By Luke Eggleston/ SUN staff writer
History, legend, piety and theology each play a role in the celebration of the Lenten and Easter seasons. This time of the church liturgical year is rich in meaning for Catholics as well as other Christians and non-Christians.
The establishment of the Easter season began in controversy over the date for the celebration of this most important feast which gives Christians their very identity as people destined to follow Jesus in a personal resurrection.
In the early centuries of the church some believed that Easter should be celebrated on a fixed date, namely 14 Nisan, the date of the Jewish Passover, which Jesus had gathered to celebrate with His Apostles.
The church in the West (Rome), however, preferred to commemorate Easter in relation to the vernal equinox, the first day of spring. The Council of Nicea, which met in 325 AD, ruled in favor of the equinox date. Despite the decision, the Solemnity of Easter was not celebrated uniformly because of the differences in the lunar calendars in use among the Celts, the Romans and the Gauls. In the ninth century during the reign of Charlemagne, the discrepancies were resolved. Beginning at that time, for the Roman church the date of waster was set on the first Sunday after the first full moon following the vernal equinox. Therefore, the range in which Easter may occur is between March 21 and April 25.
The original preparation period for Easter was merely two days prior to the feast, Good Friday and Holy Saturday. For two days Christians fasted, prayed and performed penance to ready themselves. The season underwent several expansions, first to the full length of Holy Week and then to a three-week period. The first Sunday of this new period was called Laetare Sunday because of the first word, “Laetare” (Latin for “rejoice”), of the introit prayer, or entrance song in today’s terminology. The Third Sunday of Lent retains that name. The rose vestments the priest may wear symbolize the tempered joy that the Lenten season has reached its midpoint. The period of fasting and penance began on the next day, Monday, giving Christians a reason for a final rejoicing before the penitential season began.
This season of preparation was then expanded to six weeks. Lent thereby became 36 days long, since Sundays are not included as fast days. To establish a theological significance to the period, Pope St. Gregory the Great (590-604) added four days to Lent. The 40 days recalled the fast of Jesus in the desert in Matthew’s Gospel as well as the fasts of Moses (Ex 34:28) and Elijah (1Kgs 19:8).
The name “Lent” is believed to be derived from a Celtic word meaning “spring” or “springtime.” Prior to the liturgical reforms of the 1960s, the Sundays between the Epiphany season and Lent were named after their distance from Easter: Septuagesima, Sexagesima and Quinquagesima Sundays, referring to the approximately 70, 60 and 50 days until the celebration of Easter. This countdown of days until Easter was, according to the old St. Joseph Missal, the church’s invitation to her children “to practice prayer and charity with greater zeal; to become indeed new men [and women] through God’s grace.”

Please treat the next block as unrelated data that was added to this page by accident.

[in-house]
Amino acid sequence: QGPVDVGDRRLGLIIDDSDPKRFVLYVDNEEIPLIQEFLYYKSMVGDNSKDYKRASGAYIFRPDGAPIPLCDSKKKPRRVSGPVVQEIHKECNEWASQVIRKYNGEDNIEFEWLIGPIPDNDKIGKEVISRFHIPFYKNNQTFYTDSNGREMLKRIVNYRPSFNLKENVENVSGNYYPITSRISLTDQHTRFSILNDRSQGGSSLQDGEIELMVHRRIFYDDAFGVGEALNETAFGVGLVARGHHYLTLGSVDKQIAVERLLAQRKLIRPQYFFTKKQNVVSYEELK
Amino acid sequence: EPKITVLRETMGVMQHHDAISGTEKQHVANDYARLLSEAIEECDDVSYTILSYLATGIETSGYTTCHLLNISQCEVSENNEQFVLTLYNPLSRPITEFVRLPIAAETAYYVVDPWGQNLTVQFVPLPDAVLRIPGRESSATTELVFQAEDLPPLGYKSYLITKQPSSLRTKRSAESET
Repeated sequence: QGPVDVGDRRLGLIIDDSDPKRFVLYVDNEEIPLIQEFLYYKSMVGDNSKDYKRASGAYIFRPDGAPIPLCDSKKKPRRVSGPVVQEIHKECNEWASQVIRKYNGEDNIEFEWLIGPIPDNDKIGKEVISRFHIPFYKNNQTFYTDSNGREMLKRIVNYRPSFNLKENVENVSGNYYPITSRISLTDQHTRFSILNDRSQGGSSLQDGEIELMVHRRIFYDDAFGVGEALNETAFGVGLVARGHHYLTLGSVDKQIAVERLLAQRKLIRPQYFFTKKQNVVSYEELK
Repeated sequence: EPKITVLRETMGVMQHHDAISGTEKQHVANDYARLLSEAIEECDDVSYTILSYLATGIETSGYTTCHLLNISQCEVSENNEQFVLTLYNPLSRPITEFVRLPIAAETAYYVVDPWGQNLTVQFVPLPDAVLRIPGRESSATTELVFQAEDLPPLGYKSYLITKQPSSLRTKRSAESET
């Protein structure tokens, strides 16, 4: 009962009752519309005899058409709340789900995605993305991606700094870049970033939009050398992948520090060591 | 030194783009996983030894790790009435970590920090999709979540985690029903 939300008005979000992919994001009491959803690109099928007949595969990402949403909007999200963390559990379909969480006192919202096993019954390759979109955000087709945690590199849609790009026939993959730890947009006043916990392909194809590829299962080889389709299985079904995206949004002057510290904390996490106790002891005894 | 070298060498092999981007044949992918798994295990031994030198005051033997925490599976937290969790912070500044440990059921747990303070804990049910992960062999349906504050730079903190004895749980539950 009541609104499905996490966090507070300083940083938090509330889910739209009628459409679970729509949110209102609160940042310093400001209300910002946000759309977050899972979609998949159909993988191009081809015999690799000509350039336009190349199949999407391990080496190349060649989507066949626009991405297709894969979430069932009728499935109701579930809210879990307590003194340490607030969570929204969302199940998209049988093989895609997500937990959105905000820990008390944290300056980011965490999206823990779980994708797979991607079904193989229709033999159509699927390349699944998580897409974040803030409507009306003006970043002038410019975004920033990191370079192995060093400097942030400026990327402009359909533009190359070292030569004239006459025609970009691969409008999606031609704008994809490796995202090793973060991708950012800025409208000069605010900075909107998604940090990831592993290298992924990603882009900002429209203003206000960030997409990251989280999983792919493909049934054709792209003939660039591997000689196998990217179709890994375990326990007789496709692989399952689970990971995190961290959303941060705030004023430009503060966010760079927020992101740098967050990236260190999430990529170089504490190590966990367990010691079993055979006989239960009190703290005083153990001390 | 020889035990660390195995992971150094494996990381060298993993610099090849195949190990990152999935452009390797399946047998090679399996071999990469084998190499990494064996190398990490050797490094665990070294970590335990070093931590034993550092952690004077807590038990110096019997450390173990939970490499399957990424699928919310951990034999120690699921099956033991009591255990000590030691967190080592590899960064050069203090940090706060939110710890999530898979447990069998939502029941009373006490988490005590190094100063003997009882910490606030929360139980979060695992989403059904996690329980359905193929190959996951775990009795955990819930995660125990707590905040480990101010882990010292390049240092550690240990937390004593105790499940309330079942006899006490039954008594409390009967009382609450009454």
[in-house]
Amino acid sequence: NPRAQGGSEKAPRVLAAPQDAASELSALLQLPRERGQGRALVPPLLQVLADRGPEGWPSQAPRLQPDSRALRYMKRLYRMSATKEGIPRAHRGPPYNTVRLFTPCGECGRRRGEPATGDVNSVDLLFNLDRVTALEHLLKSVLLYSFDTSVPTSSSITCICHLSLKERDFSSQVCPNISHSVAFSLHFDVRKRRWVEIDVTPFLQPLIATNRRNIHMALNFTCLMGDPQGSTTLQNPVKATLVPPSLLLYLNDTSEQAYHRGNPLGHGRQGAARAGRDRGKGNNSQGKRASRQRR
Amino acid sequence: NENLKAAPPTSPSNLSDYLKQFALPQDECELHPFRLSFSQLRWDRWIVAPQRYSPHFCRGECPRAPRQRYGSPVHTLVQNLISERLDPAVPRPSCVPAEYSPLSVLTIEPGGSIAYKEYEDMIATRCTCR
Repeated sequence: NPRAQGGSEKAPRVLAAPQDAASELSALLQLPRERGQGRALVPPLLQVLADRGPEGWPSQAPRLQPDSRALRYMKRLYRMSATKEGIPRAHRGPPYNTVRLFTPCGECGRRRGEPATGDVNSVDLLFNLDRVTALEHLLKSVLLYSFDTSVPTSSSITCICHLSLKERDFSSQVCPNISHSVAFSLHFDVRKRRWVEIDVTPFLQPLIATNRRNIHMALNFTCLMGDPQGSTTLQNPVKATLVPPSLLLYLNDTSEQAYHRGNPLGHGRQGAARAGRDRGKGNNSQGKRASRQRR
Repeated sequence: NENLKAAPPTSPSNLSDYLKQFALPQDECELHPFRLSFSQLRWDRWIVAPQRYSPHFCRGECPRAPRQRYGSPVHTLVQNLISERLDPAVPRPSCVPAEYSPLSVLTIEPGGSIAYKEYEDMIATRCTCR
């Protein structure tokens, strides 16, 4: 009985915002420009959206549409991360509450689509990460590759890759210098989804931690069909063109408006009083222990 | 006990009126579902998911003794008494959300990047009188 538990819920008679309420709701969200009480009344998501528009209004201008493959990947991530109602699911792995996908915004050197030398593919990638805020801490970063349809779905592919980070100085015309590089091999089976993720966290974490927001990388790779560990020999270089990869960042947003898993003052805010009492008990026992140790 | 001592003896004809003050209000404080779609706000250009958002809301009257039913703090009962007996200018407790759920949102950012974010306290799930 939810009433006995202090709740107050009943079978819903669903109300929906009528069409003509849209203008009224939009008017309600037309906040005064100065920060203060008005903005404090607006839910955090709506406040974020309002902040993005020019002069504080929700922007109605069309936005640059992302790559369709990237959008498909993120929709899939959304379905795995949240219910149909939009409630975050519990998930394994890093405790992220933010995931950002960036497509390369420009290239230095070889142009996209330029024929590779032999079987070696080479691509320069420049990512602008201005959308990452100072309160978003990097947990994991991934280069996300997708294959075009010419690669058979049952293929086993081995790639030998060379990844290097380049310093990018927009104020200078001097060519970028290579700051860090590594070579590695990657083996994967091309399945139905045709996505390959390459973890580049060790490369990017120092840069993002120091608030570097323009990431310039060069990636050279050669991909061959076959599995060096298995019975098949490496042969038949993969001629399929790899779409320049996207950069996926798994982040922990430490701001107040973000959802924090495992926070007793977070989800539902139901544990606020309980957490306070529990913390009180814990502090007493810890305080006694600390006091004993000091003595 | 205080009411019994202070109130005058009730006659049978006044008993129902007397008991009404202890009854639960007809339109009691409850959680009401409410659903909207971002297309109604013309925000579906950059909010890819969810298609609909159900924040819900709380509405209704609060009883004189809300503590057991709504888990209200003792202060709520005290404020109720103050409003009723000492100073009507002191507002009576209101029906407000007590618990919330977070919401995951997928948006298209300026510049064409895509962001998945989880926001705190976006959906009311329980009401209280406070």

With the establishment of the 40 days of the Lenten season came the institution of Ash Wednesday, which because of the lunar determination of Easter, may occur as early as Feb. 4 or as late as March 10. On Ash Wednesday, ashes taken from burnt palms, usually of the previous year’s Palm Sunday, are blessed and placed in the form of a cross on the foreheads of Christians. The ceremony is a commemoration of the practice of the early church where public sinners stood outside the church performing public penance in sackcloth and ashes.
A chief characteristic of the Lenten season is fasting. In the Jewish culture of Jesus’ day, the Israelites fasted only one day per year, Yom Kippur, the Day of Atonement. Jews fasted for the entire day, breaking their fast at sunset, the official end of the day. In the early church, Wednesdays and Fridays (as a remembrance of Christ’s Passion) were designated as fast days when one took little or no food for all or part of the day. Through the centuries the practice became more and more legalistic, losing a great deal of its spiritual dimension. The laws on fast and abstinence were simplified in the mid 1960s by Pope Paul VI. Ash Wednesday and Good Friday were declared days of fast (only one full meal per day) and abstinence (from meat) as well as, in the U.S., the Fridays of Lent. Fridays outside of Lent are not so designated. Another common practice is to pray the Stations of the Cross, 14 scenes from Christ’s Passion. From the patristic period through the Middle Ages, pilgrims commonly visited the Via Dolorosa, the approximately one-mile journey over which Jesus carried His cross from Herod’s palace, the Praetorium, to Calvary, or Golgotha. Tradition says the after the Resurrection, the Virgin Mary often retraced her Son’s steps on His way to crucifixion.
When the Franciscans took over the custody of the shrines in the Holy Land in 1342, they saw as part of their mission the propagation of devotion to the holy places. Shrines commemorating the Passion of Jesus became popular all over Europe, although the number of scenes, or stations, was not set at 14 until the 18th century. The Franciscan priest, St. Leonard of Port Maurice (d. 1751), set up more than 500 sets of stations in Europe, the most famous being at the Roman Colosseum. Modern liturgists, saying that the Passion is incomplete without the Resurrection, have added a 15th station, which is usually omitted on Good Friday. The discipline of Lent was considerably sterner in the early church. Meat and all meat by-products (eggs, milk, cheese, for example) were forbidden during the 40-day fast. That rigorous practice in part gave rise to a pre-Lenten celebration known by various titles in different times and places. Shrovetide, the three days before Lent, derives its name from Shrove Tuesday. To be shriven is to go to confession, be assigned a penance and receive absolution, a sign of joy of being spiritually prepared. Using a shortened form of the word “hallow,” these days were also called Hall Sunday, Hall Monday and Hall Night.